Next up in the series of Pocket Recorder reviews is the latest version of the one which started the whole mini-digi-recordi-thing - the M-Audio Microtrack.
We first caught sight of the pre-production mock-up back in 2005 at the Musikmesse, and to be honest, we couldn't wait for it to be released. Up 'til then we'd been battling with portable DAT recorders and even MiniDiscs, in our quest to find the perfect show recorder - and one which allowed us quick digital access to recorded files.
The Microtrack seemed an ideal solution, and as soon as we could we got hold of 3 of them.
Now like all passionate affairs, the heady initial period was followed by the reality-check - the recorder was great, and certainly did help our workflow, but there were a few niggling doubts. The units were occasionally overwhelmed by really hot signals and we had to wire up & carry break-out cables with 10dB and 20dB pads, which weighed more than the unit itself; the nav-button was tricky to use in a hurry, and you often overshot in the menu, and the habit of going straight into 'Record' when setting levels could be irksome.
But there was one Big Blunder which kept the Microtrack from being the ultimate mini-recorder (you'll have to watch the video to find out! ;-)
Anyway, here we are a few years down the line, and several other manufacturers have picked up the ball and released their own models. They've had the benefit of building on the legacy of the Microtrack, and have introduced new features, one of the most significant being built-in microphones.
Moving parts, either tape mechanisms or spinning discs, had made the previous generations of mobile Digital Recorders too noisy to use microphones on the unit itself, and the Microtrack still followed in this mindset, it seemed.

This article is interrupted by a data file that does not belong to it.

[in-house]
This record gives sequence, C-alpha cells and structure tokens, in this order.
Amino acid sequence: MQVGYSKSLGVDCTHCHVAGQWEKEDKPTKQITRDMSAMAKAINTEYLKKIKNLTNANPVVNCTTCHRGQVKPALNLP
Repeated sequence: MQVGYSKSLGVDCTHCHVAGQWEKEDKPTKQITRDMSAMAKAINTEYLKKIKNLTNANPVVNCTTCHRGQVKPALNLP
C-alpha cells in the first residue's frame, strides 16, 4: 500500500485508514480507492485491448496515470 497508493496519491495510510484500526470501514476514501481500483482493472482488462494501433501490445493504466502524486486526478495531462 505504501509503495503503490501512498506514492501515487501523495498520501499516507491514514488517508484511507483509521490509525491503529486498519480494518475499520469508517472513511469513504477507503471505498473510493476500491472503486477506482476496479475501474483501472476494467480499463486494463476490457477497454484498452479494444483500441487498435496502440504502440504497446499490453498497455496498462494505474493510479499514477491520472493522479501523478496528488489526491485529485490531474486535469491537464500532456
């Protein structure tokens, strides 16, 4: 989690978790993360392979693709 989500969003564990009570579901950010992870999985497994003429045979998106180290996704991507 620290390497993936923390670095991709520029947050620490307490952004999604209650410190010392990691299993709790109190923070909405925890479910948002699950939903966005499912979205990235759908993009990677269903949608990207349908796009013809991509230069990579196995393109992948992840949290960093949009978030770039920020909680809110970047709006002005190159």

Microtrack 2 is based on exactly the same form-factor as the original version, and also has a plug-in mic, but it has been significantly upgraded in other areas, notably in terms of the gain structure. You can now set L & R levels independently - this includes the onboard analogue limiter too, and it's no longer necessary to dive into the menus or change a slide switch to access the newly expanded range of gain.
Looking back, it's clear that the designers of the Microtrack, given pretty much a clean sheet, got it right in many respects - it's a no-frills recording machine with the focus firmly on the practicalities of recording audio [apart from that One Thing]
- Very straightforward to use - easy access to Record, Levels and Volume
- Supplied microphone sounds great
- Full 48V phantom power available
- Analogue limiter works well and can be channel independent
- 'Proper' Balanced 1/4 TRS jacks, and RCA Line-Out and SPDIF-In
- 24bit / 96kHz recordings
- Easy to use in low-light conditions
- Compact Flash allows for high memory capacity
- Records to BWF/WAV or MP3 (BWF allows Markers)
- Can create seamless files over the 2GB FAT32 limit
- Built-in Battery
- Plug-in Mic, rather than built-in
- No onboard memory
- No stand mount (have to use Blu-tac ;-)
- Did I mention the battery?
A great-sounding no-nonsense audio recorder, built for use out in the field rather than looking flashy on a desk - just don't expect to be out there too long.